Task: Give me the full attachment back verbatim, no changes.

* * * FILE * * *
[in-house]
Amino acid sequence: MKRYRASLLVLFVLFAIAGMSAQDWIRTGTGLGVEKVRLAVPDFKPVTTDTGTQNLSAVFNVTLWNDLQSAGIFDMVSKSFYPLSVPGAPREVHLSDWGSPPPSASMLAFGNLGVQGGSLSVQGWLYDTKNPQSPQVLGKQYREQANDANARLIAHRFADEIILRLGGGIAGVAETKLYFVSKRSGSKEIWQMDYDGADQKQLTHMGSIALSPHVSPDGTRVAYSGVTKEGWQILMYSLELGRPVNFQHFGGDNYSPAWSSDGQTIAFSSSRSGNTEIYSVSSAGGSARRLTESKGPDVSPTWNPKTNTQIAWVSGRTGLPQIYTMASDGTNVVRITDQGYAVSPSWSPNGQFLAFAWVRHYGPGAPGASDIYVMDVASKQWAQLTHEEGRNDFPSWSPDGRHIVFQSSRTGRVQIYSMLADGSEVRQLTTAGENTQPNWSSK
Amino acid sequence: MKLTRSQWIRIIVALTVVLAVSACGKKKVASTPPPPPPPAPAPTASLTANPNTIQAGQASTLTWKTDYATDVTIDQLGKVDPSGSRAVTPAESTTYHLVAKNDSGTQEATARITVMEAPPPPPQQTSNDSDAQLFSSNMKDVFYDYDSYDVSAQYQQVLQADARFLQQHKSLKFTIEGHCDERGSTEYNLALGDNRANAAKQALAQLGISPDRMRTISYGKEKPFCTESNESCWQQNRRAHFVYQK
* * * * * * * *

[in-house]
Amino acid sequence: MKRYRASLLVLFVLFAIAGMSAQDWIRTGTGLGVEKVRLAVPDFKPVTTDTGTQNLSAVFNVTLWNDLQSAGIFDMVSKSFYPLSVPGAPREVHLSDWGSPPPSASMLAFGNLGVQGGSLSVQGWLYDTKNPQSPQVLGKQYREQANDANARLIAHRFADEIILRLGGGIAGVAETKLYFVSKRSGSKEIWQMDYDGADQKQLTHMGSIALSPHVSPDGTRVAYSGVTKEGWQILMYSLELGRPVNFQHFGGDNYSPAWSSDGQTIAFSSSRSGNTEIYSVSSAGGSARRLTESKGPDVSPTWNPKTNTQIAWVSGRTGLPQIYTMASDGTNVVRITDQGYAVSPSWSPNGQFLAFAWVRHYGPGAPGASDIYVMDVASKQWAQLTHEEGRNDFPSWSPDGRHIVFQSSRTGRVQIYSMLADGSEVRQLTTAGENTQPNWSSK
Amino acid sequence: MKLTRSQWIRIIVALTVVLAVSACGKKKVASTPPPPPPPAPAPTASLTANPNTIQAGQASTLTWKTDYATDVTIDQLGKVDPSGSRAVTPAESTTYHLVAKNDSGTQEATARITVMEAPPPPPQQTSNDSDAQLFSSNMKDVFYDYDSYDVSAQYQQVLQADARFLQQHKSLKFTIEGHCDERGSTEYNLALGDNRANAAKQALAQLGISPDRMRTISYGKEKPFCTESNESCWQQNRRAHFVYQK